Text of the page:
Consider some of the big-name Sharks who have garnered lucrative, long-term contracts – Owen Nolan, Vincent Damphousse, Evgeni Nabokov, Jonathan Cheechoo and Kyle McLaren – and there’s one name that still tops them all.
Milan Michalek may be benefiting from inflation, but sitting pretty with a six-year, $26-million contract, the Czech Republic-born winger just might be the poster boy for the new National Hockey League.
Michalek is big at 6-feet-2, 225 pounds, fast and strong, has a nose for the net, is responsible at both ends of the ice and is just 23 years old. Flashing those attributes was enough to convince Sharks Executive Vice President and General Manager Doug Wilson to proactively lock up the young talent.
“My agent told me it’s probably going to be a long-term deal, so I kind of expected it,” Michalek said of the summer-time deal. “I was pretty surprised when he told me and I was excited because I knew I would be here a long time.”
General managers throughout the NHL raised their eyebrows this offseason when Edmonton pursued and signed winger Dustin Penner off the roster of the Stanley Cup Champion Anaheim Ducks. However, the message was clear: GMs needed to act accordingly with their young, exposed talent if they might not be in a position to match a rival offer sheet.
“I don’t know too many left wingers who have as many assets as Milan,” teammate Joe Thornton
said. “He has everything. He just loves playing the game and he brings a good attitude every day, too.”
Michalek, selected by the Sharks as the No. 6 pick in the 2003 NHL Entry Draft, may not be a household name around the League. But his talents are hard to miss on the ice. He even catches teammates unaware.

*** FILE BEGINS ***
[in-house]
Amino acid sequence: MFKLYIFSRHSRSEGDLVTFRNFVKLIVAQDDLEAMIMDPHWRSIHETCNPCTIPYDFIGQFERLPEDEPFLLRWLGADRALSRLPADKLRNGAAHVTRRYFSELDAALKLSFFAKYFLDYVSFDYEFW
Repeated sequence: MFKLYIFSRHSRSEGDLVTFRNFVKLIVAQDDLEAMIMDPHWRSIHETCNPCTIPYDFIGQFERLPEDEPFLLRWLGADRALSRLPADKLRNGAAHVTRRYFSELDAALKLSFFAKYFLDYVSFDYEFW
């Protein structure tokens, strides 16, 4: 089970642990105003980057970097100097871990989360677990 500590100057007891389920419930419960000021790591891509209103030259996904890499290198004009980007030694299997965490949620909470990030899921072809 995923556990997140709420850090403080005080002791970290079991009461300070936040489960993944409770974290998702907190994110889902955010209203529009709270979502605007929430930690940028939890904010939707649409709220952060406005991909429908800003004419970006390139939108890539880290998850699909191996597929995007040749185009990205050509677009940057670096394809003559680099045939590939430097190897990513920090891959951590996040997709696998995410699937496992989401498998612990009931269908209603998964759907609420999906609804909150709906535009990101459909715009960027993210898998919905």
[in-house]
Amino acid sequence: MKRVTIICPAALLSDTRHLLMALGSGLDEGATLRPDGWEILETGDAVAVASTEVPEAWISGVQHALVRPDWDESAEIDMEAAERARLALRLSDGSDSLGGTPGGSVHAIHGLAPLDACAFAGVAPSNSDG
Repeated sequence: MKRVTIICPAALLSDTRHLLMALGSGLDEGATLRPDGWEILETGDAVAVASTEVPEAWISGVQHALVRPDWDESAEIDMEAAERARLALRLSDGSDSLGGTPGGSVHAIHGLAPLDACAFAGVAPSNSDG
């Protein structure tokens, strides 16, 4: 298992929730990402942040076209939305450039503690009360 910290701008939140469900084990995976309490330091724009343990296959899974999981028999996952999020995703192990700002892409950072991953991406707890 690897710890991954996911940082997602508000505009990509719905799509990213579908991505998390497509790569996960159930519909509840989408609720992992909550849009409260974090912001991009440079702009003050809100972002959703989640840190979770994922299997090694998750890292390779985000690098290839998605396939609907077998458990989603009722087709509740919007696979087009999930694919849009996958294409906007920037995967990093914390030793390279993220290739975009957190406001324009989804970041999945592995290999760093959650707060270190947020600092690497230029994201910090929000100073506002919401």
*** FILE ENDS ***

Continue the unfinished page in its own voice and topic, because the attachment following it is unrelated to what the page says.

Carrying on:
“I had no idea, even playing against him, the power and the skill he possesses,” veteran forward Jeremy Roenick said. “He epitomizes pure, sheer talent with brains. And you don’t find that too often with players.”
Michalek’s greatest asset is his speed. It’s commonplace to see him leading the rush, driving hard down a wing, which often creates a big gap between defenders and opposing forwards. If he’s angled away from the middle, Michalek has fat passing lanes to Thornton or another trailer and scoring chances result at a high rate.
“His speed just creates so much more for me,” Thornton said. “He backs everything off and slows the game down for me.
“He’s just so fast, strong and he has a great shot,” Thornton added. “He sees the ice really, really well. He's just the perfect player for this new-age hockey.”
Michalek and Thornton have developed chemistry since paired on the same top line since midway through last season. Michalek’s speed compliments Thornton’s patience with the puck and Michalek certainly benefits from Thornton’s exquisite passing abilities.
“Joe needs a fast guy to play with,” Sharks Head Coach Ron Wilson said of Michalek. “He plays on one of two lines and that’s usually to get a line going because he brings speed that’s scary to play against.”
Michalek doesn’t mind acting as the catalyst for scoring lines, but he’s pretty content skating alongside Thornton, only the third player along with Wayne Gretzky and Mario Lemieux in League history to accomplish consecutive 90-plus assist seasons.
“It’s great to play with Joe,” Michalek said. “I just try to create room for him. If the puck is dumped in, I try to be there first, work hard and get the puck to Joe.”
Michalek, who turned 23 in early December, admits to being blessed with natural speed, but also dedicates time in the offseason to strengthen his legs by doing a number of quick burst and weight training exercises. He and his older brother, Phoenix defenseman Zbynak, work out with a small group of NHLers in Montreal.